Last time, I showed you the “before” pictures of painting the primer on our raw brick fireplace. Here is the finished job. We’re happy with the end result! It’s a lighter off-white than it appears here.
In other world-shaking news, I have now lost almost 25 pounds on my diet that has been going on for months. Far too slow, but at least it’s progress.
Meanwhile, I have been working on a composition commission for that fairytale ballet you may recall from earlier posts. These are short pieces for symphony orchestra, most around five minutes long, and I have just finished a new one. It can be used by the choreographer in a lively dance scene that grows into a conflict or swordfight in the middle but returns to end in a celebratory way. For the live performance, we’ll have a full orchestra, but for now, here is a pretty realistic sounding virtual mockup of the score, below. Just press the play button below, and please use either good speakers or headphones for the full range of sound. For any music theorists out there, this piece is a study in continuous modulation through different keys, something of a technical trick to pull off smoothly, so I’m proud of that.
Btw — Yes, romantic-style classical composers like me write music that can sometimes sound like “it could be in a movie.” But since there really is a difference in the level of training and in form and technique between classical and movie music, and we do our own orchestrations (movie composers generally don’t), classical composers don’t really regard it as a compliment to say that to them! I know people mean well when they say it and do thank them. 😊
Now it’s time to wish you a Happy St. Valentine’s Day! For the ninth straight year we have sent out almost 150 of our annual Valentine cards to friends and family. Each year we pose for our photo in costume as some literary romantic couple. These have included Jane Eyre & Rochester, Phantom of the Opera & Christine Daae, Beauty (Belle) & the Beast, Col. Brandon & Marianne Dashwood (from Sense and Sensibility), Terry McKay & Nickie Ferrante (from An Affair to Remember), Captain von Trapp & Maria, and The Nutcracker & Clara. People sometimes ask who we plan to be next, but we keep a secret.
This year’s card was mailed a few days ago. It celebrates the great American author F. Scott Fitzgerald, who wrote The Great Gatsby, and his adored wife Zelda, who he called “the original flapper.” Zelda was beautiful, a brilliant force of nature and an author in her own right. As a couple, they were the toast of style and high society in both New York and Paris in the 1920’s, closely associated with Earnest Hemingway, Pablo Picasso, Cole Porter, Gertrude Stein, and many more artists and writers. They were far more party animals (and heavy drinkers) than we are, and Zelda ultimately suffered tragic mental disorders. However, we do identify with them in some ways. We are also an “artistic couple” (however less distinguished than the Fitzgeralds it may be) and together have a circle of many theatrical, musical, artistic, and literary friends.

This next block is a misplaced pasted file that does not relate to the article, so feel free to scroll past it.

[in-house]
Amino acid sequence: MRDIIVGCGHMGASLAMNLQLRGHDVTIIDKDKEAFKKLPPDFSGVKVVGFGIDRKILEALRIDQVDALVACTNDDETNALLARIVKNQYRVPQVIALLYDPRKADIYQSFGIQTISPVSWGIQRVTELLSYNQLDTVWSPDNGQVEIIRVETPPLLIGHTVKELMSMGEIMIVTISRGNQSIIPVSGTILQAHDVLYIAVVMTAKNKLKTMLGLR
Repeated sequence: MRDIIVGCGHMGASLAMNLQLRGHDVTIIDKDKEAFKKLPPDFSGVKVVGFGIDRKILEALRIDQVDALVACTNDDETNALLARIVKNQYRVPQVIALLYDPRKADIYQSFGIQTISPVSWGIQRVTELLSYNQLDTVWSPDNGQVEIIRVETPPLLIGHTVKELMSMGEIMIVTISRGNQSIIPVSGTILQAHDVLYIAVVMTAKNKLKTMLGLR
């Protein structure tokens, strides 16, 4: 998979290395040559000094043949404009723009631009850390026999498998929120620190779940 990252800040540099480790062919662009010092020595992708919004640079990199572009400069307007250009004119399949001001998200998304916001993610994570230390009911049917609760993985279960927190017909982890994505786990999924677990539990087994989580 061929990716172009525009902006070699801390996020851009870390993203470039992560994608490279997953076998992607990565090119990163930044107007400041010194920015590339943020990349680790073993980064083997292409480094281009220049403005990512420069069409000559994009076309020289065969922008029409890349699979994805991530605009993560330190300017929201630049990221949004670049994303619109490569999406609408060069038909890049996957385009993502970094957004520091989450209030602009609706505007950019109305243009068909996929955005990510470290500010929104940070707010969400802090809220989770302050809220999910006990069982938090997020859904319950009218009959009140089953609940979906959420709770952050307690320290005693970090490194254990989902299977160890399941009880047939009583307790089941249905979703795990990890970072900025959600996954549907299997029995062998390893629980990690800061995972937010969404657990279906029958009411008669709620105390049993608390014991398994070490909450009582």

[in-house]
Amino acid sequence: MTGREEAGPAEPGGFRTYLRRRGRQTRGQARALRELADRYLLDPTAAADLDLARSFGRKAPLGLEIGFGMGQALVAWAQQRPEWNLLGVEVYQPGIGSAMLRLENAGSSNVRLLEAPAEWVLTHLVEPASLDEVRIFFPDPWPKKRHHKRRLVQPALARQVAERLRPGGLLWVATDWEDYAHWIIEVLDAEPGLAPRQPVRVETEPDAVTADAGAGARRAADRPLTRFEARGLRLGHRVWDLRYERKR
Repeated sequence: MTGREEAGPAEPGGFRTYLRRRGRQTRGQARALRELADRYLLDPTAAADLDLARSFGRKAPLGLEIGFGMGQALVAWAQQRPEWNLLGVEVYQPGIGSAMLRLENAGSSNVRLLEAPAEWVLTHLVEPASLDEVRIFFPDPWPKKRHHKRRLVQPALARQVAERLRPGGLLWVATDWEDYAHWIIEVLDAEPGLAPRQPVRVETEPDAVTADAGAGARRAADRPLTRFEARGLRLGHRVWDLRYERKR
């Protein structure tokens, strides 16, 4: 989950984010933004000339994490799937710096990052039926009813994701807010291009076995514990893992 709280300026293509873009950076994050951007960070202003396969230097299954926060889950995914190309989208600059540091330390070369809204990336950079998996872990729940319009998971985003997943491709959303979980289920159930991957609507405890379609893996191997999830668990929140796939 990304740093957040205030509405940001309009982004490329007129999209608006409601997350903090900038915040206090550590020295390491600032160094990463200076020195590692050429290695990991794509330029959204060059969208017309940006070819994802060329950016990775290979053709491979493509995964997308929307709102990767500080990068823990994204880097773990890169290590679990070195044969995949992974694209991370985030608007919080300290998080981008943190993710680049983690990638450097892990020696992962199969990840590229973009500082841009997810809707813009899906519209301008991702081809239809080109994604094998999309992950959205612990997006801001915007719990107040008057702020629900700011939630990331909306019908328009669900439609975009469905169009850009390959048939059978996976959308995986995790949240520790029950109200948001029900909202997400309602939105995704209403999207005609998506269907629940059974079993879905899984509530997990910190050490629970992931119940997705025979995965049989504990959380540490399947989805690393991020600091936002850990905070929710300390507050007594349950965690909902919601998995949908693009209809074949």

Thanks to our friend Jennifer George for once again taking our photo! Crystal looks smashing as always. I always joke every year that our card is really just yet another version of beauty and the beast. I am not much of a cigar smoker but the gin martini (complete with olives you can see here) and the pink champagne are real and admittedly to be found at our house of an early evening before dinner.
On that note, here are a few lovely gin cocktail recipes you might wish to try, in moderation, of course! (Apologies to non-drinkers, please skip down to the last paragraph if you wish.)
Basic Dry Gin Martini
¼ cup (60 ml) gin, stirred not shaken (vodka is shaken, as Mr. Bond can tell you) with about ½ cup of ice and strained into a chilled martini glass from the freezer. Garnish with favorite olives (I like bleu-cheese-stuffed or the firmer unpitted green ones) or with a twist of lemon peel. Always hold glass by the stem, as shown here, to avoid heating it with the heat from your hand.
Mix: ¼ cup (60 ml) gin, an optional (makes it sweeter) splash of Triple Sec or orange liqueur, 1 tbsp. (15 ml) fresh-squeezed lemon juice (to taste), 4 tsp. of the more expensive quality English orange marmalade. Shake with ice in a shaker and strain into a chilled martini glass (no ice). Garnish with a twist of orange peel or lemon peel.
Shake with ice ¼ cup gin and 1 ½ tbsp. triple sec (orange liqueur), 1.5 to 2 tbsp. lemon juice (to taste), pinch of caster (fine) sugar (to taste). Pour into chilled martini glass and top with one lightly beaten (just into a foam, not stiff) egg white, to float on top. Most people shake the egg white with the drink and let it float to the top. I do it separately. Try it both ways.
I will close with this motto, which I learned from one of my mentors, the late, great composer and conductor Lukas Foss, who on a walk with me once stopped, was silent for a moment, then thoughtfully told me: “You know, Michael, time flies like an arrow. Fruit flies like a banana.” 😊